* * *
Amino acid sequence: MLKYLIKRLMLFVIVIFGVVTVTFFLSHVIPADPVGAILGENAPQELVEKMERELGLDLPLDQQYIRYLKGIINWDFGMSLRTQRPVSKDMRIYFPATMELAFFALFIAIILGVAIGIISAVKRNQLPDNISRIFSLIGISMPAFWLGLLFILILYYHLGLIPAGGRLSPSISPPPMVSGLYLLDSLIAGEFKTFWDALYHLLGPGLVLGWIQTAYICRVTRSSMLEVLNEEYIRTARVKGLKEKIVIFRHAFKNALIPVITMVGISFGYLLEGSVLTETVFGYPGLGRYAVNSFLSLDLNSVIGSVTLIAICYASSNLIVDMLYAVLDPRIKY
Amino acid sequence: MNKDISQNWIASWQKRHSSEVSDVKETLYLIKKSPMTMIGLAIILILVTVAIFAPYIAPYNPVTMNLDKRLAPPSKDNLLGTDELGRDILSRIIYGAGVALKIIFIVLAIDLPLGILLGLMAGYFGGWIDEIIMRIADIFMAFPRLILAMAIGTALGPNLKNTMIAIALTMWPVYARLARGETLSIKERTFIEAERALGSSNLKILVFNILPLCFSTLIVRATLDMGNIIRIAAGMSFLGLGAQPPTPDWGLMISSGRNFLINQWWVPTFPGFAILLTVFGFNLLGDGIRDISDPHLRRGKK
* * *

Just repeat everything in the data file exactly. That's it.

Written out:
Amino acid sequence: MLKYLIKRLMLFVIVIFGVVTVTFFLSHVIPADPVGAILGENAPQELVEKMERELGLDLPLDQQYIRYLKGIINWDFGMSLRTQRPVSKDMRIYFPATMELAFFALFIAIILGVAIGIISAVKRNQLPDNISRIFSLIGISMPAFWLGLLFILILYYHLGLIPAGGRLSPSISPPPMVSGLYLLDSLIAGEFKTFWDALYHLLGPGLVLGWIQTAYICRVTRSSMLEVLNEEYIRTARVKGLKEKIVIFRHAFKNALIPVITMVGISFGYLLEGSVLTETVFGYPGLGRYAVNSFLSLDLNSVIGSVTLIAICYASSNLIVDMLYAVLDPRIKY
Amino acid sequence: MNKDISQNWIASWQKRHSSEVSDVKETLYLIKKSPMTMIGLAIILILVTVAIFAPYIAPYNPVTMNLDKRLAPPSKDNLLGTDELGRDILSRIIYGAGVALKIIFIVLAIDLPLGILLGLMAGYFGGWIDEIIMRIADIFMAFPRLILAMAIGTALGPNLKNTMIAIALTMWPVYARLARGETLSIKERTFIEAERALGSSNLKILVFNILPLCFSTLIVRATLDMGNIIRIAAGMSFLGLGAQPPTPDWGLMISSGRNFLINQWWVPTFPGFAILLTVFGFNLLGDGIRDISDPHLRRGKK